What have researchers done to study teaching with technology?

Educational research on teaching with technology is still relatively recent, so many institutions are still developing empirical studies to understand how to maximize the potential of using digital tools to maximize student learning. We’ve curated some research here to show the breadth of research already conducted in the educational community to add some context to the resources we offer on EdTech Commons.

Literature Reviews and Bibliographies

Empirical Research

  • Aly, I. (2013). Performance in an online introductory course in a hybrid classroom setting. The Canadian Journal of Higher Education, 43.2, 85-99: This study compares the performances of undergraduate students in an online managerial accounting course and a hybrid managerial accounting course, concluding that students in the fully online section were as equally as successful as students in the hybrid section.
  • Baepler, P., Walker, J.D., & Driessen, M. (2014). “It’s Not about Seat Time: Blending, Flipping, and Efficiency in Active Learning Classrooms.” Computers & Education, 78, 227-236: By reducing the seat time in a large introductory chemistry class and putting students during seat time into an active learning classroom, this study found that learning outcomes improved and students had a positive perception of their classroom space.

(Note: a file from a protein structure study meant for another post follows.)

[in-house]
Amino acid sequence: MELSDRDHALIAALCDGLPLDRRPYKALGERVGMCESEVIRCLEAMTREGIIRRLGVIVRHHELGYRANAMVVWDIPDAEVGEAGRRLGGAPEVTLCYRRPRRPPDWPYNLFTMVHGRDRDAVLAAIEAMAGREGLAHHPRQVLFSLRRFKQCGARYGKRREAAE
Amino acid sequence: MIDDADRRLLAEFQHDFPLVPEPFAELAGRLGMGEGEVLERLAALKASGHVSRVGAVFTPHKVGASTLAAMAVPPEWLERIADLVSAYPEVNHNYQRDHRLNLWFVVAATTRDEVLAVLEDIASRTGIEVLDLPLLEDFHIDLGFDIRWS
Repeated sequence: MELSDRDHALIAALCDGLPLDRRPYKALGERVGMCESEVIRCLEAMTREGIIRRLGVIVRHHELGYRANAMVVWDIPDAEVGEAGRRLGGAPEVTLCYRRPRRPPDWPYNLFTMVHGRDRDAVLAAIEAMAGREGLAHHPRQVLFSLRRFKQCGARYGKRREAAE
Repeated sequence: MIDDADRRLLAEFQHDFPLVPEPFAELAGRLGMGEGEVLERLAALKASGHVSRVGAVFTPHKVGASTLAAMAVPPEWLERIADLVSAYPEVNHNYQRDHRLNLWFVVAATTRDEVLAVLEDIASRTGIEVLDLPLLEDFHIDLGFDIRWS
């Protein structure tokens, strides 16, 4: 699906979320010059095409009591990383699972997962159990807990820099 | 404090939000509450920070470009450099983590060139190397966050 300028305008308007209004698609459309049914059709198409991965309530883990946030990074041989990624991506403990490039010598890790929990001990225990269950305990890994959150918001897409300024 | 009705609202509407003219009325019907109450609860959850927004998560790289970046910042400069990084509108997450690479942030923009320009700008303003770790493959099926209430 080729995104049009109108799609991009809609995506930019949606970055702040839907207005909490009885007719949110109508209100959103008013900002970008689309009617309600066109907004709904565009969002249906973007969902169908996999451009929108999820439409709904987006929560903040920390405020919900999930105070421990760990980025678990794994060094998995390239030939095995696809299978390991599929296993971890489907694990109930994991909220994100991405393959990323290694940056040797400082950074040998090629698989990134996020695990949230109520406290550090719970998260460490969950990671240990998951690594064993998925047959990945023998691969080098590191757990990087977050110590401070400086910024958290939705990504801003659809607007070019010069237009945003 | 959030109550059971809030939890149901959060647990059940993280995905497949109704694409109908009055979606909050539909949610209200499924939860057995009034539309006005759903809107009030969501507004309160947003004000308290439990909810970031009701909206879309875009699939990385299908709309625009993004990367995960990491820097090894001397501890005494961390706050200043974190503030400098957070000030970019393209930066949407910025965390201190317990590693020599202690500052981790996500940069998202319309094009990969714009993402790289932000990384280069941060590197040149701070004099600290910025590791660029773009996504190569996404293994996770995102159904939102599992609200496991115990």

• Delialioglu, O. (2012). “Student Engagement in Blended Learning Environments with Lecture-Based and Problem-Based Instructional Approaches.” Journal of Educational Technology & Society, 15.3, 310-322. Through comparing different students’ experiences in different learning environments, this study concluded that problem-based blended learning worked best to engage students in course material.

Teaching and Learning Guides & Tips from the Teaching and Learning Community

Journals and Other Research Resources